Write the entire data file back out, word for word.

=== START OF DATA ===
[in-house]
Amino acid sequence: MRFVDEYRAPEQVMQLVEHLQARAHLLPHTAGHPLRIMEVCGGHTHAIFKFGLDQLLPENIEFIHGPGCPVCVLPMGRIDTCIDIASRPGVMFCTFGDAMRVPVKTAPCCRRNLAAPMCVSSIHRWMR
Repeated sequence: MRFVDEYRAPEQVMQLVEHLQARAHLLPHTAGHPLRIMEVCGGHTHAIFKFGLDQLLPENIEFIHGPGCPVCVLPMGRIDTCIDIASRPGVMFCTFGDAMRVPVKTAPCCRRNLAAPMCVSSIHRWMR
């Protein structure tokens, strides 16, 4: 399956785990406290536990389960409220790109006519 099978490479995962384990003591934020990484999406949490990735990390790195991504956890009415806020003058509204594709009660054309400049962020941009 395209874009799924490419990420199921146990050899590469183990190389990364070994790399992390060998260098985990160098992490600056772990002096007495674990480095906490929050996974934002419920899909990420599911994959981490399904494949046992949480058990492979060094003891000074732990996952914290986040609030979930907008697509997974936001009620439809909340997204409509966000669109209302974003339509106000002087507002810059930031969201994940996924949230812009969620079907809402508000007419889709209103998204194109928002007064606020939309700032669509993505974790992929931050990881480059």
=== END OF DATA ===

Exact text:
[in-house]
Amino acid sequence: MRFVDEYRAPEQVMQLVEHLQARAHLLPHTAGHPLRIMEVCGGHTHAIFKFGLDQLLPENIEFIHGPGCPVCVLPMGRIDTCIDIASRPGVMFCTFGDAMRVPVKTAPCCRRNLAAPMCVSSIHRWMR
Repeated sequence: MRFVDEYRAPEQVMQLVEHLQARAHLLPHTAGHPLRIMEVCGGHTHAIFKFGLDQLLPENIEFIHGPGCPVCVLPMGRIDTCIDIASRPGVMFCTFGDAMRVPVKTAPCCRRNLAAPMCVSSIHRWMR
């Protein structure tokens, strides 16, 4: 399956785990406290536990389960409220790109006519 099978490479995962384990003591934020990484999406949490990735990390790195991504956890009415806020003058509204594709009660054309400049962020941009 395209874009799924490419990420199921146990050899590469183990190389990364070994790399992390060998260098985990160098992490600056772990002096007495674990480095906490929050996974934002419920899909990420599911994959981490399904494949046992949480058990492979060094003891000074732990996952914290986040609030979930907008697509997974936001009620439809909340997204409509966000669109209302974003339509106000002087507002810059930031969201994940996924949230812009969620079907809402508000007419889709209103998204194109928002007064606020939309700032669509993505974790992929931050990881480059």